“The President must be held accountable. No one is above the law.”
On Sept. 24, House Speaker Nancy Pelosi addressed the nation in this speech, calling for a formal impeachment of inquiry of President Donald Trump.
“The actions taken to date by the President have seriously violated the Constitution, especially when the President says Article II says I can do whatever I want,” Pelosi said in her address.
For many in Washington D.C., the impeachment inquiry for controversial interactions between Trump and Ukraine did not come as a surprise. Since his election, many Democrats in Washington have made efforts to impeach Trump. This impeachment inquiry, however, is different. Pelosi announced that six committees would investigate the interactions between Trump and the Ukrainian government.
“I’m not too sure if Trump should (be impeached and removed from office) because I feel that it’s more of a ‘wait and see’ thing,” an anonymous student said. “If more evidence is presented that corroborates either guilt or innocence, a decision should be made based on that.”
Many agree that Trump’s connection to the Ukrainian government warrants an impeachment inquiry and possible removal from office.
“Trump’s efforts to pressure the new Ukrainian government, including his phone call with President Volodymyr Zelensky, were profoundly wrong. To direct U.S. foreign policy for personal political gain is the definition of abuse of power,” Washington Post columnist, Fareed Zakaria said.
The “phone call” Zakaria is talking about was one of many things that prompted Pelosi to call for Trump’s impeachment. The call was revealed by a memo written by the whistleblower on July 26. The whistleblower and an unnamed White House official discussed the call between Trump and President Zelensky of Ukraine where the president asked Zelensky to start a corruption investigation into former Vice President Joe Biden. The whistleblower called the phone call “frightening” and “crazy.”
In the memo, the whistleblower revealed Trump that stated, “it all started in Ukraine.” This was referring to allegations of foreign interference in the 2016 presidential elections which were subsequently investigated in the Mueller Investigation.
The memo also specified that the official told the whistleblower the transcript was only to be produced in hard copy and that additional senior White House officials took written notes on the call.
However, there has been debate over the validity of the whistleblower’s claims. Former CIA officer John Kiriakou doubts the whistleblower should even be called a “whistleblower.”
“I think this is an anonymous source for the Democratic staff in the House of Representatives,” Kiriakou said. “This person is not an undercover CIA operative. You cannot hide this person’s name or identity just to save him from embarrassment or the trouble of being recognized because it’s just not appropriate. If this is a whistleblower, he needs to come forward in public, testify in open session and blow that whistle.”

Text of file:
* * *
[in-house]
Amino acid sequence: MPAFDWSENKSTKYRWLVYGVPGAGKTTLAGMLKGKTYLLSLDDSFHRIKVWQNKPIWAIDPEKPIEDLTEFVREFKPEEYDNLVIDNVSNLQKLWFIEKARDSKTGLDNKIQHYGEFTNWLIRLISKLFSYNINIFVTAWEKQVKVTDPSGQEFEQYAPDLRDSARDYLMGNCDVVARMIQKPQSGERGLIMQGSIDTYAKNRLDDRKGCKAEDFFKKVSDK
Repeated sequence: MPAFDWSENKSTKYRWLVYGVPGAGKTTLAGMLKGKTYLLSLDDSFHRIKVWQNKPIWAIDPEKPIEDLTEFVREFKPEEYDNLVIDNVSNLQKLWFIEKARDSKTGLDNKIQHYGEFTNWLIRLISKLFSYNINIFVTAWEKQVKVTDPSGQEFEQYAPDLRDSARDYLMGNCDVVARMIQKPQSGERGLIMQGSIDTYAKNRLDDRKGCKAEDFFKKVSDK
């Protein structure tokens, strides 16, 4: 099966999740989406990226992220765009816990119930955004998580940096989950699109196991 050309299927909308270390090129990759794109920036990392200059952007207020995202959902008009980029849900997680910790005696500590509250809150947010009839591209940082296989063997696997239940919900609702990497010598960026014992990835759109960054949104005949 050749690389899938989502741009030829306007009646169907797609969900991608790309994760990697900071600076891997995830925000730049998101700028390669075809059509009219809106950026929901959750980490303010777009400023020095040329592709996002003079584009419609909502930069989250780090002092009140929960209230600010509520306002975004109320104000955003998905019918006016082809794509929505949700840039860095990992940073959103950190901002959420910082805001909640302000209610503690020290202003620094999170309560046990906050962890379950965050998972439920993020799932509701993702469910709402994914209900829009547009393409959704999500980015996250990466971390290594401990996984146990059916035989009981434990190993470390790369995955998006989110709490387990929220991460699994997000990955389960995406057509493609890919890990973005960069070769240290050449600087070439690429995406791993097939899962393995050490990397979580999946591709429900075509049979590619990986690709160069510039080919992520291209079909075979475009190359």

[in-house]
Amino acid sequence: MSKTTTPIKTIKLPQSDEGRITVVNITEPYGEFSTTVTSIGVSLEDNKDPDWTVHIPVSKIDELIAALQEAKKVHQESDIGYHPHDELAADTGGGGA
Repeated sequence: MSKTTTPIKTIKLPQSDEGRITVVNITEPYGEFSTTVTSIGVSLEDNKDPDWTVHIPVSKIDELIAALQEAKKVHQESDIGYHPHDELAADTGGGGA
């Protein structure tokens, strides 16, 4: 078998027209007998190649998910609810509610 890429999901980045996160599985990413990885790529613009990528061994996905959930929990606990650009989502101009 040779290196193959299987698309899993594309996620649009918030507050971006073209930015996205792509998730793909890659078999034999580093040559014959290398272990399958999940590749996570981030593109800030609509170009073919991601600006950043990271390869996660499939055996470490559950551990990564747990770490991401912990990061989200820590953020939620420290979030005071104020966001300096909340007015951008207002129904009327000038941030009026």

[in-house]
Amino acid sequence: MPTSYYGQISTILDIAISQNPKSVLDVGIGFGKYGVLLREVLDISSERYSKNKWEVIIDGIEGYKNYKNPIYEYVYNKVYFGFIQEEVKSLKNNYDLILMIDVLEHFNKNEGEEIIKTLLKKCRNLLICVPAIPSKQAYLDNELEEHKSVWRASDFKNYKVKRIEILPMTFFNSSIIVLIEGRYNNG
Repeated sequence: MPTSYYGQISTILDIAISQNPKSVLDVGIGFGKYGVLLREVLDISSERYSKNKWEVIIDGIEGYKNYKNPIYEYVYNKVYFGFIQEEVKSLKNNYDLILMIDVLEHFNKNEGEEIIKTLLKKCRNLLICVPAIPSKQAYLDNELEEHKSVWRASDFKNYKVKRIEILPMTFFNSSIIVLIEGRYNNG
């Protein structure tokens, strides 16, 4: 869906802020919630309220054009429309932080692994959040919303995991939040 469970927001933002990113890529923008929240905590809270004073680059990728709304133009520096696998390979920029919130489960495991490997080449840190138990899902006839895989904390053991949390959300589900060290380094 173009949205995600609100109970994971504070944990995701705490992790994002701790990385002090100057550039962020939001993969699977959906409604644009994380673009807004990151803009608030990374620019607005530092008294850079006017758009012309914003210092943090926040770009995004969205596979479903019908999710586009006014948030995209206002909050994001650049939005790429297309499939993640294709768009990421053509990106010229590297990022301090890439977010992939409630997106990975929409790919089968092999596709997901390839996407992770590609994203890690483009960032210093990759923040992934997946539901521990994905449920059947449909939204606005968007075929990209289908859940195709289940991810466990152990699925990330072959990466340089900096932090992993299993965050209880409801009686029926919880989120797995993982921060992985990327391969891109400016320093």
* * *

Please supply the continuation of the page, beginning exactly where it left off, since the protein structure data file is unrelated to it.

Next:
This statement from Kiriakou is in reference to the fact that lawyers for the whistleblower asked Congress if a testimony could be submitted in writing, instead of appearing in person. While this seems like a good idea for the whistleblower, who could testify to both Democrats and Republicans without revealing their identity, many Conservatives are unhappy who claim the whistleblower has “partisan motives.”
Unsurprisingly, Trump has similar opinions as Kiriakou.
“The Whistleblower’s facts have been so incorrect about my ‘no pressure’ conversation with the Ukrainian President, and now the conflict of interest and involvement with a Democrat Candidate, that he or she should be exposed and questioned properly. This is no Whistleblower,” Trump said in a tweet on Oct. 9.
In addition, it’s important not to overlook the fact that this is not the first time a president has had private discussions with leaders of other countries.
“I think that it’s not an anomaly for a president to call another political leader in the boundaries of diplomacy,” the anonymous student said. “If it is however linked to the investigation of a political rival, I think that’s more of a domestic issue than an international (issue).”
However, despite claims from the president and the whistleblower’s lawyers, it is clear that the American people are divided. Recently, Fox News released a poll showing “record support” for Trump’s impeachment. According to the poll, 51 percent of registered voters in the U.S. would like to see Trump impeached in removed from office, compared to 42 percent in July 2019. 40 percent of registered voters do not want Trump to be impeached, down from 45 percent in July 2019.
In light of the impeachment inquiry, it may be useful to listen to part of Pelosi’s speech when she quotes founding father, Benjamin Franklin.
“They (Americans) asked Benjamin Franklin, ‘what do we have, a republic or a monarchy?’ Franklin replied, ‘a republic, if you can keep it.’ Our responsibility is to keep it,” Pelosi said.